This, despite the fact that you cannot “forge a signature with permission” because having permission is inherently inimical to what constitutes forgery. This, despite the fact that the criminal element of signature forgery is derived from the misappropriation of someone else’s authorization, not from the act of writing on a piece of paper. This, despite the fact that the club president was in the interrogation room with me, vouching that I had his permission and pleading with them to not press any charges against me.

During the interrogation, the officer fingerprinted me, took a mugshot, and collected private personal information which I would not have been willing to disclose had it not been for the officer’s threat. I was ultimately coerced into signing a form stating that I had willfully committed “forgery with permission” in exchange for him not pressing criminal charges against me and instead referring me to the office of the Judicial Administrator, with a maximum penalty of expulsion instead of jail time.

The Associate Judicial Administrator whom I met with was unprofessional and condescending. The person whose signature I had been accused of forging met with him before me and informed him that I had had permission, but the JA insisted that this was not enough for an exoneration and would merely “be taken into consideration” during his investigation, which he said could last up to a year. At one point, I had the audacity to suggest that the charges were frivolous. He then launched into a tirade in which he excoriated me for my lack of respect for the police and the Cornell Code of Conduct. Before leaving, I was warned to not publicly discuss my case– this is evidently their standard procedure and very troubling with respect to transparency and fairness.

Around a month later, I called his office to see if he had made any progress. He accused me of being selfish for expecting a quick resolution of my case, told me he had higher priorities, swore at me, and then hung up before I had a chance to respond. A few days later, I received his verdict in the following letter:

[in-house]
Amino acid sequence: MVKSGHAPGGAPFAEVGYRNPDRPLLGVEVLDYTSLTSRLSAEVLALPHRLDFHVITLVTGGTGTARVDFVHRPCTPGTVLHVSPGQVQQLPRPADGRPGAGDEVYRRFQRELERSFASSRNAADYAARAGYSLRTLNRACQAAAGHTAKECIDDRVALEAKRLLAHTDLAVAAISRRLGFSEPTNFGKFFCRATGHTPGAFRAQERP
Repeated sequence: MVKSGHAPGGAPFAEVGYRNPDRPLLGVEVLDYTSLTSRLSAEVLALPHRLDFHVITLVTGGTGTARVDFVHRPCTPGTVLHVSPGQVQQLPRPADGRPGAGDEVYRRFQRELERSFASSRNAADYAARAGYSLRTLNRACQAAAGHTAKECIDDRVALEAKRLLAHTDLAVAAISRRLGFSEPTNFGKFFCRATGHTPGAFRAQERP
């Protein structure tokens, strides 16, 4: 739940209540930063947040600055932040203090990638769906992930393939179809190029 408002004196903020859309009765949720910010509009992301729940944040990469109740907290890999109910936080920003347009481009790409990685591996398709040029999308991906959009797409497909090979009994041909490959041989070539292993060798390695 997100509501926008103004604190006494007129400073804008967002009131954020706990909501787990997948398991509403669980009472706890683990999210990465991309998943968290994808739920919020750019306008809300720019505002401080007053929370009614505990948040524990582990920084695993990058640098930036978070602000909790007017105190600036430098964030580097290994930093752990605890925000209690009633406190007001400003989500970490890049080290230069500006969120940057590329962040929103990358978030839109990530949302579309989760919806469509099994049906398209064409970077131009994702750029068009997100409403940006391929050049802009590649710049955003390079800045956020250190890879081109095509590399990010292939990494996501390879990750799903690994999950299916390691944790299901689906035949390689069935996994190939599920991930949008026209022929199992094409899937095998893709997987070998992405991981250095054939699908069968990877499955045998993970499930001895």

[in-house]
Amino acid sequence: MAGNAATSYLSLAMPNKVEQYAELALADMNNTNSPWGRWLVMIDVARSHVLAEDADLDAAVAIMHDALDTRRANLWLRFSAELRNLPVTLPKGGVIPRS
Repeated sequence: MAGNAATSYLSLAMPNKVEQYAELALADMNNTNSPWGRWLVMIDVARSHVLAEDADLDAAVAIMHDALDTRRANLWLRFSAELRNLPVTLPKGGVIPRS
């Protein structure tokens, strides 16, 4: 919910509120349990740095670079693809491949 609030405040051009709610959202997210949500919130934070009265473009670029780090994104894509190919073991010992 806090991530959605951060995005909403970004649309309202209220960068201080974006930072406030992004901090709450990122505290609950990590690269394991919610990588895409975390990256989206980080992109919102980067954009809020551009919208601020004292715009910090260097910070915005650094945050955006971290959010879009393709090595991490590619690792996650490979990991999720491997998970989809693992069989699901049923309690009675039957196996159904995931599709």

Perhaps the worst part of this unapologetically idiotic drivel is the line: “Had the circumstances been different, you may well have been in violation of the Code.” This quite literally means: “Had you done something which you did not actually do, then you would have been in violation of the code.” The letter was clearly not proofread, even going so far as to misspell the word “the” as “thr” and failing to use appropriate indefinite articles and tenses.

Despite all the time and energy that was put into investigating my case and despite all of the stress that they caused me, they could not be bothered to do something so simple as proofread a letter. I was dehumanized and treated like a criminal over an innocuous action, all so that the Cornell judicial system could take over a month to reach a common sense decision and then further insult me by not only failing to apologize and telling me to “grow in maturity” but also by failing to even use correct grammar and spelling.

I firmly believe that I was treated the way I was because I happen to be Asian-American and therefore, in the eyes of the administration, not a real person. Had I not fully cooperated with the police and profusely apologized for my actions, there is no doubt in my mind that they would have gone forward with their attempt to have me jailed and expelled. This, despite the fact that my actions harmed nobody. This, despite the fact that they do not even investigate actual cases of forgery, so long as the person is white and well-connected instead of Asian.

They thought they could successfully intimidate into not speaking publicly about this. And for almost three years, they were correct. But the McBride incident has finally convinced me that enough was enough– that the administration is out of control and will continue to terrorize students who do anything averse to their agenda. McBride may have been exculpated, but this is largely because he is white and affluent. If they will go so far as to do what they did to me for “forgery with permission”, imagine what they would do to a non-affluent minority who has the courage to do something similar to what McBride did. Imagine what they have already done. I fully understand that my publication of this post will likely result in a smear campaign against me, but this conversation is too important to not have.

Everybody involved in the McBride case on the prosecuting side should maintain whatever scraps of decency they have remaining and immediately resign. The Cornell administration should apologize to McBride, its other victims, and the community as a whole for its judicial system’s record of racism, classism, sexism, and general stupidity. And then they should implement serious reforms to ensure that this type of thing never happens again.

And until they do it, we, as students, alumni, faculty, and workers, need to condemn both their arrogance and the blatant disrespect which they have shown towards us. We need to demand accountability and give them the negative publicity which they are so desperate to avoid yet have so unequivocally earned. And we need to stop donating because, as the administration has repeatedly and categorically demonstrated, money is all that matters to them.

You can sign the petition here:

I encourage you to share your stories and documentation with me at so that they can be posted on this blog, with both anonymity and any necessary redactions.